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AB0967 The effect of body mass on the number of osteoarthritis (OA) flares with continuous vs intermittent celecoxib treatment
  1. G.H. Sands,
  2. P. Bhadra,
  3. M. Noyes Essex
  1. Pfizer Inc, New York, United States

Abstract

Background Continuous nonsteroidal anti-inflammatory drug (NSAID) treatment is significantly more efficacious than intermittent dosing1 in preventing flares in patients with OA of the knee or hip who have successfully treated their flare, over a 22-week period.

Objectives To characterize the effect of body mass on efficacy, as measured by the number of flares, of continuous daily celecoxib treatment compared to intermittent celecoxib treatment.

Methods An exploratory analysis of a multinational, randomized clinical trial1 was conducted to determine if the number of OA flares during the blinded postrandomization period was different, for patients with a body mass index (BMI) ≥30 kg/m2 or <30 kg/m2. 858 patients aged 18-80 years with knee or hip OA, determined by American College of Rheumatology criteria, were randomized to receive celecoxib 200 mg qd either as “continuous” (daily) or “intermittent” (celecoxib 200 mg qd when needed to treat OA flare meeting predefined criteria). Analyses were performed on the intent-to-treat (ITT population (≥1 dose of study medication postrandomization) and flare-modified ITT population (all patients meeting criteria for ITT population plus having flare durations ≤14 + 2 days), using a 2-sided type I error rate of 0.05.

Results Mean age was 58.5 years in the continuous treatment group and 58.7 years in the intermittent treatment group; duration of OA was 6.3 years and 6.8 years, respectively. At baseline, BMI was <30 kg/m2 in 48.5% (209/431) of patients in the continuous treatment group and 48.0% (205/427) of patients in the intermittent group. BMI was ≥30 kg/m2 in 51.5% (222/431) of patients in the continuous treatment group and 52.0% (222/427) of patients in the intermittent group. In patients with a BMI <30 kg/m2, 0.55 flares/month (standard deviation 0.78) were observed in patients receiving continuous treatment, while 0.88 flares/month (0.86) were observed in patients receiving intermittent treatment (P <0.0001). For the patients with a BMI ≥30 kg/m2, the continuous treatment group had 0.54 flares/month (0.69) compared with 0.97 flares/month (1.13) in the intermittent group (P <0.0001). The results are consistent with the published findings.1 There were more flares in patients with a BMI ≥30 kg/m2 than in patients with a BMI <30 kg/m2 in the intermittent treatment group, while the number of flares were similar in patients with a BMI <30 kg/m2 and ≥30 kg/m2 in the continuous treatment group.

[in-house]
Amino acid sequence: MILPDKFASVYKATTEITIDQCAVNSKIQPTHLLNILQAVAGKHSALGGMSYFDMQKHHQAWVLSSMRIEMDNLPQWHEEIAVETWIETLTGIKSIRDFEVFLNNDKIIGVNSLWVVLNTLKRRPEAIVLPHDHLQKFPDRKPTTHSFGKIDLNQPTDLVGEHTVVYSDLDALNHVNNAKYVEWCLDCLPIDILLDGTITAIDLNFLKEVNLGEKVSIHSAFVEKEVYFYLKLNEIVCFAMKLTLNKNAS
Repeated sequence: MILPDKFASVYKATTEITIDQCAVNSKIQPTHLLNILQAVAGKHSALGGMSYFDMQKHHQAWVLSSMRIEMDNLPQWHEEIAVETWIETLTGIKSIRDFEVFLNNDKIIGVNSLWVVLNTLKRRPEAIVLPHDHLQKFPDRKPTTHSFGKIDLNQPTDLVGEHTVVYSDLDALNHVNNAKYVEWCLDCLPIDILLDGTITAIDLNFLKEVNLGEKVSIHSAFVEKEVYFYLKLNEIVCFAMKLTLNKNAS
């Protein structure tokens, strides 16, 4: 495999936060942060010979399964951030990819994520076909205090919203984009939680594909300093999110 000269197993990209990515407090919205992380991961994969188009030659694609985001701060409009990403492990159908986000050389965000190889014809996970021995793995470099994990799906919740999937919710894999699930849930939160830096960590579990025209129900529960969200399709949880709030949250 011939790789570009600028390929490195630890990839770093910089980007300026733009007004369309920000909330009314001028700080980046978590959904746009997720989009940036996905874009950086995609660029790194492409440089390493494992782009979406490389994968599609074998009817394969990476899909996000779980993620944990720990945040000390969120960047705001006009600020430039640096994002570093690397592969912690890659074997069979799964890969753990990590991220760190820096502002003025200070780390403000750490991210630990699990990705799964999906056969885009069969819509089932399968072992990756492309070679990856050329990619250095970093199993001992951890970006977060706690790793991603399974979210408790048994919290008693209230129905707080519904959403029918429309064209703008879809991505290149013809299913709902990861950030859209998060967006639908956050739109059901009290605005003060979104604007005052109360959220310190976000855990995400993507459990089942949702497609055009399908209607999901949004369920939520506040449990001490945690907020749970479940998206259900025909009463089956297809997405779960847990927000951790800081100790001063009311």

Conclusions Daily celecoxib treatment was significantly more efficacious, as assessed by the number of flares/month, than intermittent use and more so in those patients with a BMI <30 kg/m2 compared with obese patients (BMI ≥30 kg/m2). These data suggest weight loss will help reduce the burden of illness experienced by obese arthritis patients.

  1. Strand V, et al. J Rheumatol 2011;38:2625-2634.

Disclosure of Interest G. Sands Employee of: Pfizer Inc, P. Bhadra Employee of: Pfizer Inc, M. Noyes Essex Employee of: Pfizer Inc

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